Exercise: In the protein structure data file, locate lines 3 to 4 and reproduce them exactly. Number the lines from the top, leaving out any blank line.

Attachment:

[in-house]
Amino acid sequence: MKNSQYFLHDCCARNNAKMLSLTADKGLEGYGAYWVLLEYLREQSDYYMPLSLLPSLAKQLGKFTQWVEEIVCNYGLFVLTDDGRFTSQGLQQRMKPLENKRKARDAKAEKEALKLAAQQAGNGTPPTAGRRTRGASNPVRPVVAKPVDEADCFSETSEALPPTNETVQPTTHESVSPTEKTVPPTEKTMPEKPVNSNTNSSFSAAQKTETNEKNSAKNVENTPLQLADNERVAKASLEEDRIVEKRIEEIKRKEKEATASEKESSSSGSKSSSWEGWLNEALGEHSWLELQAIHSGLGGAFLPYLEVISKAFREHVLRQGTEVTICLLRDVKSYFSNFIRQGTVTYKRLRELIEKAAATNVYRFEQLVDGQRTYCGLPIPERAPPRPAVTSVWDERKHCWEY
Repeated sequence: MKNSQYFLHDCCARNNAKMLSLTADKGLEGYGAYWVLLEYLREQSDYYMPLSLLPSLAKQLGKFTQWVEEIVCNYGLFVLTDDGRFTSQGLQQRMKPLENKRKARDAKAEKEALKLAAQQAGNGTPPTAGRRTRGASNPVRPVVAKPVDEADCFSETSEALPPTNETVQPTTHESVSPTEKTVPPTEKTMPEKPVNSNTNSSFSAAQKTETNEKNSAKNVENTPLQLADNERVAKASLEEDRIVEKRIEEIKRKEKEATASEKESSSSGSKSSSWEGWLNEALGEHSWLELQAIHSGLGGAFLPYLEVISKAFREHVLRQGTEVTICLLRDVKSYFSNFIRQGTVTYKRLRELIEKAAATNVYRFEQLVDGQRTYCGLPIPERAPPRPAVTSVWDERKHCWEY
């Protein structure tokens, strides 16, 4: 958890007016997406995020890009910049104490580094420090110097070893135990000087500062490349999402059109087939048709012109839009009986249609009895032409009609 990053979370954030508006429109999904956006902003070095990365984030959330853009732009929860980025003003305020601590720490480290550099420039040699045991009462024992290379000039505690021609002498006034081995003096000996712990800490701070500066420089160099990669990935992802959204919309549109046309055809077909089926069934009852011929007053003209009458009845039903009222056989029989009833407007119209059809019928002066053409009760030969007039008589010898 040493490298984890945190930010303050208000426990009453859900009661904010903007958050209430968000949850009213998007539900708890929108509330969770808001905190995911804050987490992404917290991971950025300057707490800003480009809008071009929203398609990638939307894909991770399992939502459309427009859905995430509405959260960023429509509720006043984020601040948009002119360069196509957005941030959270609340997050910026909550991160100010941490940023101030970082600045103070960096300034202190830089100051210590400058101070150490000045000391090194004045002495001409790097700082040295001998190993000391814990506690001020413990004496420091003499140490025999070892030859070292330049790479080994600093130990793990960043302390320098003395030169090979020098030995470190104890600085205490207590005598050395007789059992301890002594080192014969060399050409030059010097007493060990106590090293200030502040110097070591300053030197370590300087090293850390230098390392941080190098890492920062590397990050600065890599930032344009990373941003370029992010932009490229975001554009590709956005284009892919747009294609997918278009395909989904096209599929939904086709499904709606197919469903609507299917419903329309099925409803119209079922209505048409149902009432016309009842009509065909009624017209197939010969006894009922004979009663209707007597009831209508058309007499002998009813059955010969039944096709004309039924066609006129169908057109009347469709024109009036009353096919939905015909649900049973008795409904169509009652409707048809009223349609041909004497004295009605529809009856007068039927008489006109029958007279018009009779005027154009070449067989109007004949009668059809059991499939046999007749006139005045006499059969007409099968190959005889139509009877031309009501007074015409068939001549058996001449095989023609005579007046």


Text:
Repeated sequence: MKNSQYFLHDCCARNNAKMLSLTADKGLEGYGAYWVLLEYLREQSDYYMPLSLLPSLAKQLGKFTQWVEEIVCNYGLFVLTDDGRFTSQGLQQRMKPLENKRKARDAKAEKEALKLAAQQAGNGTPPTAGRRTRGASNPVRPVVAKPVDEADCFSETSEALPPTNETVQPTTHESVSPTEKTVPPTEKTMPEKPVNSNTNSSFSAAQKTETNEKNSAKNVENTPLQLADNERVAKASLEEDRIVEKRIEEIKRKEKEATASEKESSSSGSKSSSWEGWLNEALGEHSWLELQAIHSGLGGAFLPYLEVISKAFREHVLRQGTEVTICLLRDVKSYFSNFIRQGTVTYKRLRELIEKAAATNVYRFEQLVDGQRTYCGLPIPERAPPRPAVTSVWDERKHCWEY
């Protein structure tokens, strides 16, 4: 958890007016997406995020890009910049104490580094420090110097070893135990000087500062490349999402059109087939048709012109839009009986249609009895032409009609 990053979370954030508006429109999904956006902003070095990365984030959330853009732009929860980025003003305020601590720490480290550099420039040699045991009462024992290379000039505690021609002498006034081995003096000996712990800490701070500066420089160099990669990935992802959204919309549109046309055809077909089926069934009852011929007053003209009458009845039903009222056989029989009833407007119209059809019928002066053409009760030969007039008589010898 040493490298984890945190930010303050208000426990009453859900009661904010903007958050209430968000949850009213998007539900708890929108509330969770808001905190995911804050987490992404917290991971950025300057707490800003480009809008071009929203398609990638939307894909991770399992939502459309427009859905995430509405959260960023429509509720006043984020601040948009002119360069196509957005941030959270609340997050910026909550991160100010941490940023101030970082600045103070960096300034202190830089100051210590400058101070150490000045000391090194004045002495001409790097700082040295001998190993000391814990506690001020413990004496420091003499140490025999070892030859070292330049790479080994600093130990793990960043302390320098003395030169090979020098030995470190104890600085205490207590005598050395007789059992301890002594080192014969060399050409030059010097007493060990106590090293200030502040110097070591300053030197370590300087090293850390230098390392941080190098890492920062590397990050600065890599930032344009990373941003370029992010932009490229975001554009590709956005284009892919747009294609997918278009395909989904096209599929939904086709499904709606197919469903609507299917419903329309099925409803119209079922209505048409149902009432016309009842009509065909009624017209197939010969006894009922004979009663209707007597009831209508058309007499002998009813059955010969039944096709004309039924066609006129169908057109009347469709024109009036009353096919939905015909649900049973008795409904169509009652409707048809009223349609041909004497004295009605529809009856007068039927008489006109029958007279018009009779005027154009070449067989109007004949009668059809059991499939046999007749006139005045006499059969007409099968190959005889139509009877031309009501007074015409068939001549058996001449095989023609005579007046």